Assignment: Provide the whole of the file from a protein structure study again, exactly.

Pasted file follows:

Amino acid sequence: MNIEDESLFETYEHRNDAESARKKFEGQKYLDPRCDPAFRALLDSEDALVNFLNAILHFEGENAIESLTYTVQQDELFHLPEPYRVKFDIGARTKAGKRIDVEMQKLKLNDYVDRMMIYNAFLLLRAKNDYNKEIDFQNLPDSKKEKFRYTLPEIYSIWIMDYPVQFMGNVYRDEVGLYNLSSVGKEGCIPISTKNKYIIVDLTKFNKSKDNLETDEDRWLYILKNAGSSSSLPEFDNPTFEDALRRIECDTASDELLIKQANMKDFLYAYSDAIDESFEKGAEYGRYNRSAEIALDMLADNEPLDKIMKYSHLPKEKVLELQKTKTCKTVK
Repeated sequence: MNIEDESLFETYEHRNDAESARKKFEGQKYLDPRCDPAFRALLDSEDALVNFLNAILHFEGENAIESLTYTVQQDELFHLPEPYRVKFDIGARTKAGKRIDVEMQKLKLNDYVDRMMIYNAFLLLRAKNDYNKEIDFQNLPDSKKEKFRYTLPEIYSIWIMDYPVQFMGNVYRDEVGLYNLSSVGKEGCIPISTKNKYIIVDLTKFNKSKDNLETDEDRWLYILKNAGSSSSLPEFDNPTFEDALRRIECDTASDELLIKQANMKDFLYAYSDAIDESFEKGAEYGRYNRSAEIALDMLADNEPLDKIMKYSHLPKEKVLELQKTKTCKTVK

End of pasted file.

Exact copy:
Amino acid sequence: MNIEDESLFETYEHRNDAESARKKFEGQKYLDPRCDPAFRALLDSEDALVNFLNAILHFEGENAIESLTYTVQQDELFHLPEPYRVKFDIGARTKAGKRIDVEMQKLKLNDYVDRMMIYNAFLLLRAKNDYNKEIDFQNLPDSKKEKFRYTLPEIYSIWIMDYPVQFMGNVYRDEVGLYNLSSVGKEGCIPISTKNKYIIVDLTKFNKSKDNLETDEDRWLYILKNAGSSSSLPEFDNPTFEDALRRIECDTASDELLIKQANMKDFLYAYSDAIDESFEKGAEYGRYNRSAEIALDMLADNEPLDKIMKYSHLPKEKVLELQKTKTCKTVK
Repeated sequence: MNIEDESLFETYEHRNDAESARKKFEGQKYLDPRCDPAFRALLDSEDALVNFLNAILHFEGENAIESLTYTVQQDELFHLPEPYRVKFDIGARTKAGKRIDVEMQKLKLNDYVDRMMIYNAFLLLRAKNDYNKEIDFQNLPDSKKEKFRYTLPEIYSIWIMDYPVQFMGNVYRDEVGLYNLSSVGKEGCIPISTKNKYIIVDLTKFNKSKDNLETDEDRWLYILKNAGSSSSLPEFDNPTFEDALRRIECDTASDELLIKQANMKDFLYAYSDAIDESFEKGAEYGRYNRSAEIALDMLADNEPLDKIMKYSHLPKEKVLELQKTKTCKTVK